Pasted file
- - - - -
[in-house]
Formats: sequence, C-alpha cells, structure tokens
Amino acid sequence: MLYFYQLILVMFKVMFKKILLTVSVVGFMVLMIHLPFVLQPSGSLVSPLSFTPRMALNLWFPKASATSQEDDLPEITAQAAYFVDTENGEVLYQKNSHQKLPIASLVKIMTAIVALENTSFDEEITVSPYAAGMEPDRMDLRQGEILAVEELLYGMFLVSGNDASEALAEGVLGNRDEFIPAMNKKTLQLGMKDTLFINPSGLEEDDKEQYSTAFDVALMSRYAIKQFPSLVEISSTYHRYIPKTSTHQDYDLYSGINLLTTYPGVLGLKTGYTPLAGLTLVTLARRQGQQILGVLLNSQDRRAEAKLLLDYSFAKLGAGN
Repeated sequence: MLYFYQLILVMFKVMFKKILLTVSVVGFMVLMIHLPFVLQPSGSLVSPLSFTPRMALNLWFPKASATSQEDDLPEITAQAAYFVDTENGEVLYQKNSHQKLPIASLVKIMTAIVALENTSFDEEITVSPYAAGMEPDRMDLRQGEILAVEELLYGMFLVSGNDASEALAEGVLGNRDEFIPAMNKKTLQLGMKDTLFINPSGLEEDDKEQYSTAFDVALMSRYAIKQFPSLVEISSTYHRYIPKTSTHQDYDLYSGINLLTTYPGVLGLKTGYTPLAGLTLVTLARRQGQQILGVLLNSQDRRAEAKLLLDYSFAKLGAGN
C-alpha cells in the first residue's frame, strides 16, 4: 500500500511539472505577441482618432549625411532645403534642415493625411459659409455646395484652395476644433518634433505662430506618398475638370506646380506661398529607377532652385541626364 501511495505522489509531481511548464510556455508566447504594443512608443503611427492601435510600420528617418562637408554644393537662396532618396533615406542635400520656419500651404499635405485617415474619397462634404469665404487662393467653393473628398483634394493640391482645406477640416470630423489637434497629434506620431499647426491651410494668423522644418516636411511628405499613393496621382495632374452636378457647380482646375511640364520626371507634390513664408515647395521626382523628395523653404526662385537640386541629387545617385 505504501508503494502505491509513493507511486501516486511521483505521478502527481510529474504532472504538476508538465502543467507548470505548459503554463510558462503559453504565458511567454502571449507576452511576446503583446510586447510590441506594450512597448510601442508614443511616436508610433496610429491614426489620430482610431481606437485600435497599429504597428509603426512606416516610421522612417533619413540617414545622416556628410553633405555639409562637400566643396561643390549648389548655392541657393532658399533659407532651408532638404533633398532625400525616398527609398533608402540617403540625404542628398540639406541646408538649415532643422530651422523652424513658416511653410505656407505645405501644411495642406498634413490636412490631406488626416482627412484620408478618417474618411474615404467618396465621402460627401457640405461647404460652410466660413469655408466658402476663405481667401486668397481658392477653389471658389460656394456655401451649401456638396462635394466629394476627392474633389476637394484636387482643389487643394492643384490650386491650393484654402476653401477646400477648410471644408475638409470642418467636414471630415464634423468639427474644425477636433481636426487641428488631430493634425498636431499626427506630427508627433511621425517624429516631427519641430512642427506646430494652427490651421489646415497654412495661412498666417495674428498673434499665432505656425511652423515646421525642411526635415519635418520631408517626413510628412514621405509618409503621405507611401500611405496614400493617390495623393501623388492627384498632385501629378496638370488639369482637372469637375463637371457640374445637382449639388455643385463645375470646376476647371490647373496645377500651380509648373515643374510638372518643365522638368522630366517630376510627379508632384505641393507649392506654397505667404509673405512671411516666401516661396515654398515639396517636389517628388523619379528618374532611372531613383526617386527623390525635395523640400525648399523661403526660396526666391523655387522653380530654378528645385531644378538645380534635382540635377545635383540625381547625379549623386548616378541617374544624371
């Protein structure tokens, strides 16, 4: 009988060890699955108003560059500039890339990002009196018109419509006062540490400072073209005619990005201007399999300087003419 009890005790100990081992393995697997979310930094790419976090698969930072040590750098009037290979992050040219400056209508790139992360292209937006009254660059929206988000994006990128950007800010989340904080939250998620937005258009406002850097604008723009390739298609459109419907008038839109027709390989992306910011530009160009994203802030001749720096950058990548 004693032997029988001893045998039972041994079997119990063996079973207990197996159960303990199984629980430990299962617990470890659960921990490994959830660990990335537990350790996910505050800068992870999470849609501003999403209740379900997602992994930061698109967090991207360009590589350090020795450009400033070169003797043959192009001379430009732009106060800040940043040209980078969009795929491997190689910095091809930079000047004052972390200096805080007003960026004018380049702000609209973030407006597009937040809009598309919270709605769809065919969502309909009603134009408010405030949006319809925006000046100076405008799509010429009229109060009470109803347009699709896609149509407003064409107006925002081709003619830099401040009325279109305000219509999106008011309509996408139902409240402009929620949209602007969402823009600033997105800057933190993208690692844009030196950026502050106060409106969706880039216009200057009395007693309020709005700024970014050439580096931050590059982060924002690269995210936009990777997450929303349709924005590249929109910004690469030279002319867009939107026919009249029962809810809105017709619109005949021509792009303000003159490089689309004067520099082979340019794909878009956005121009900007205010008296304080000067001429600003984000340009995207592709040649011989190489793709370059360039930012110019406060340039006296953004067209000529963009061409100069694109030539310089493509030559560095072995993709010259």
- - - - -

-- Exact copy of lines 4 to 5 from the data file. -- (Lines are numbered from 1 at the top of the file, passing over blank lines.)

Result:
Repeated sequence: MLYFYQLILVMFKVMFKKILLTVSVVGFMVLMIHLPFVLQPSGSLVSPLSFTPRMALNLWFPKASATSQEDDLPEITAQAAYFVDTENGEVLYQKNSHQKLPIASLVKIMTAIVALENTSFDEEITVSPYAAGMEPDRMDLRQGEILAVEELLYGMFLVSGNDASEALAEGVLGNRDEFIPAMNKKTLQLGMKDTLFINPSGLEEDDKEQYSTAFDVALMSRYAIKQFPSLVEISSTYHRYIPKTSTHQDYDLYSGINLLTTYPGVLGLKTGYTPLAGLTLVTLARRQGQQILGVLLNSQDRRAEAKLLLDYSFAKLGAGN
C-alpha cells in the first residue's frame, strides 16, 4: 500500500511539472505577441482618432549625411532645403534642415493625411459659409455646395484652395476644433518634433505662430506618398475638370506646380506661398529607377532652385541626364 501511495505522489509531481511548464510556455508566447504594443512608443503611427492601435510600420528617418562637408554644393537662396532618396533615406542635400520656419500651404499635405485617415474619397462634404469665404487662393467653393473628398483634394493640391482645406477640416470630423489637434497629434506620431499647426491651410494668423522644418516636411511628405499613393496621382495632374452636378457647380482646375511640364520626371507634390513664408515647395521626382523628395523653404526662385537640386541629387545617385 505504501508503494502505491509513493507511486501516486511521483505521478502527481510529474504532472504538476508538465502543467507548470505548459503554463510558462503559453504565458511567454502571449507576452511576446503583446510586447510590441506594450512597448510601442508614443511616436508610433496610429491614426489620430482610431481606437485600435497599429504597428509603426512606416516610421522612417533619413540617414545622416556628410553633405555639409562637400566643396561643390549648389548655392541657393532658399533659407532651408532638404533633398532625400525616398527609398533608402540617403540625404542628398540639406541646408538649415532643422530651422523652424513658416511653410505656407505645405501644411495642406498634413490636412490631406488626416482627412484620408478618417474618411474615404467618396465621402460627401457640405461647404460652410466660413469655408466658402476663405481667401486668397481658392477653389471658389460656394456655401451649401456638396462635394466629394476627392474633389476637394484636387482643389487643394492643384490650386491650393484654402476653401477646400477648410471644408475638409470642418467636414471630415464634423468639427474644425477636433481636426487641428488631430493634425498636431499626427506630427508627433511621425517624429516631427519641430512642427506646430494652427490651421489646415497654412495661412498666417495674428498673434499665432505656425511652423515646421525642411526635415519635418520631408517626413510628412514621405509618409503621405507611401500611405496614400493617390495623393501623388492627384498632385501629378496638370488639369482637372469637375463637371457640374445637382449639388455643385463645375470646376476647371490647373496645377500651380509648373515643374510638372518643365522638368522630366517630376510627379508632384505641393507649392506654397505667404509673405512671411516666401516661396515654398515639396517636389517628388523619379528618374532611372531613383526617386527623390525635395523640400525648399523661403526660396526666391523655387522653380530654378528645385531644378538645380534635382540635377545635383540625381547625379549623386548616378541617374544624371